August 05, 2023

Throat Cancer Treatment using Radiation Therapy

When an individual has been diagnosed with a form of head and neck cancer, radiation therapy is a very common treatment modality that may be recommended. After an initial consultation with a radiation oncologist, the video demonstrates the following prepatory steps taken to ready a patient for radiation treatment.

Step 1:

A custom mesh of the patient’s face, neck and shoulders is created. This mask is used to keep the head and neck absolutely still in an identical manner each time a patient has radiation therapy while allowing the patient to breathe easily.

Step 2:

Once the mask has been created, a CT simulation scan is performed to obtain 3D images used for treatment planning. This scan allows the radiation oncologist to precisely target the tumor and surrounding areas that will require radiation exposure, while sparing normal tissues as much as possible. Before radiation therapy begins, not only is a PET scan obtained to ensure the cancer has not spread elsewhere in the body, but the patient may also be required to see an oral surgeon to evaluate dental health, general surgeon for possible feeding tube placement, and a medical oncologist if chemotherapy is also required.

Step 3:

After all initial planning has been completed, radiation therapy can proceed. During this process, the head and neck is secured to the table with the mask to ensure consistent precise positioning throughout the entire course of radiation treatment. Radiation therapy is accomplished by directing a stream of radiation particles that is molded to precisely the cancer’s 3D shape via the multi-leaf collimator. Furthermore, the radioactive beam is rotated continuously around the cancer to ensure healthy tissue is not overly exposed, but collectively, keeping the focus of the radiation beams all centered on the cancer itself.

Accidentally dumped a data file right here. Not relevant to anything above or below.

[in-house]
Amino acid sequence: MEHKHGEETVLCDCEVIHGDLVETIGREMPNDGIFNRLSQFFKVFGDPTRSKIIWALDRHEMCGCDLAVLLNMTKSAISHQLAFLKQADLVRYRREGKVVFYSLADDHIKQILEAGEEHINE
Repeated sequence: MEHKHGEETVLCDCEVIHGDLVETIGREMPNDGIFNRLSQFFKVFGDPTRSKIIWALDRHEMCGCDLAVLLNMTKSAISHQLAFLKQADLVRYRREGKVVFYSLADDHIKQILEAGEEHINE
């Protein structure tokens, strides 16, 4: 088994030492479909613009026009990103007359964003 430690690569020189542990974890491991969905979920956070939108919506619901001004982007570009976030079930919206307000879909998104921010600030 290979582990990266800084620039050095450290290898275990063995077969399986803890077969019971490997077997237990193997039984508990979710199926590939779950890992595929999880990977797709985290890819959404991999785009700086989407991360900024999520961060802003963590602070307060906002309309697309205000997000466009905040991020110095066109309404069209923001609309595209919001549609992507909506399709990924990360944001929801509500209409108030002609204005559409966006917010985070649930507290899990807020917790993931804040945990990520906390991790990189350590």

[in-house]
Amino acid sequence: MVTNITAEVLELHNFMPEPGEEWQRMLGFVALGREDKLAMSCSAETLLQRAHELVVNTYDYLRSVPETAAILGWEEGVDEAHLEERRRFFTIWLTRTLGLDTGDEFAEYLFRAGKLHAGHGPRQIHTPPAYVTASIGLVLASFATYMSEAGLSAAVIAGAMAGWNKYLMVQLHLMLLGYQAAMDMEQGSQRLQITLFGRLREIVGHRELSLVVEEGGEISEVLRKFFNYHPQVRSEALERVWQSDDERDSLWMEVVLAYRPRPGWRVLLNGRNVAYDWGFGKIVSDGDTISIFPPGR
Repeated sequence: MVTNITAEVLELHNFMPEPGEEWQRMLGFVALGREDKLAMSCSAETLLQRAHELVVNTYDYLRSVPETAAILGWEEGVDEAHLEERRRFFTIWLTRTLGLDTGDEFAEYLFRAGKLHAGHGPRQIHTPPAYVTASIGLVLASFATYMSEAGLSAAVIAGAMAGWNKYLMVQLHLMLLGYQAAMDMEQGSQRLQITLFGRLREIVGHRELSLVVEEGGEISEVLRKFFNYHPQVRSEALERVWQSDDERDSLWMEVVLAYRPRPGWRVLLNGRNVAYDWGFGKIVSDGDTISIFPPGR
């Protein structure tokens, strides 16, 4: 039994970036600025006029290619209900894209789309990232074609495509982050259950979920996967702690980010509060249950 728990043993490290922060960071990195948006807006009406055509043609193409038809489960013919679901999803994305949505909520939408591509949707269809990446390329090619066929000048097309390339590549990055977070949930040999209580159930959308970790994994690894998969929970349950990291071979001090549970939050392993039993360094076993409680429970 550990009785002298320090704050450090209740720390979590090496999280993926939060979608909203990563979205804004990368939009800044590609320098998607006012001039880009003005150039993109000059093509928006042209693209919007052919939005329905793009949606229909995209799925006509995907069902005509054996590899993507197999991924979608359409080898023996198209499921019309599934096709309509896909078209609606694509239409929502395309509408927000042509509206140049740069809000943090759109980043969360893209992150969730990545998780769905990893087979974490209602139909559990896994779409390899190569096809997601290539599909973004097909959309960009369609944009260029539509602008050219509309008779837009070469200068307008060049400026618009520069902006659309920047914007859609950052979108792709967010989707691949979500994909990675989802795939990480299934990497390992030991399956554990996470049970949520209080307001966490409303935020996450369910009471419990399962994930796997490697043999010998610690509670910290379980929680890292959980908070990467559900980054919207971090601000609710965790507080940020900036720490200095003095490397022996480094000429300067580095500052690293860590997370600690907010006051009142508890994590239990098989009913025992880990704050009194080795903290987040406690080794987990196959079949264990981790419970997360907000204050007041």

A single treatment takes only a few minutes and is performed daily except on weekends. Treatment usually takes about 6-7 weeks. If chemotherapy or immunotherapy is given, it is typically administered once every 7 to 21 days for a total of 3-7 doses and increases the beneficial effect of radiation on eliminating the cancer. Common side effects of radiation therapy to the head and neck include temporary burns to skin and throat, fatigue, and altered sense of taste. Longer term consequences can include dry mouth and throat, teeth weakening, neck and throat stiffness. Radiation therapy will hopefully cause the cancer to shrivel away to nothing.

Fauquier blog
Fauquier ENT

Dr. Christopher Chang is a private practice otolaryngology, head & neck surgeon specializing in the treatment of problems related to the ear, nose, and throat. Located in Warrenton, VA about 45 minutes west of Washington DC, he also provides inhalant allergy testing/treatment, hearing tests, and dispenses hearing aids.

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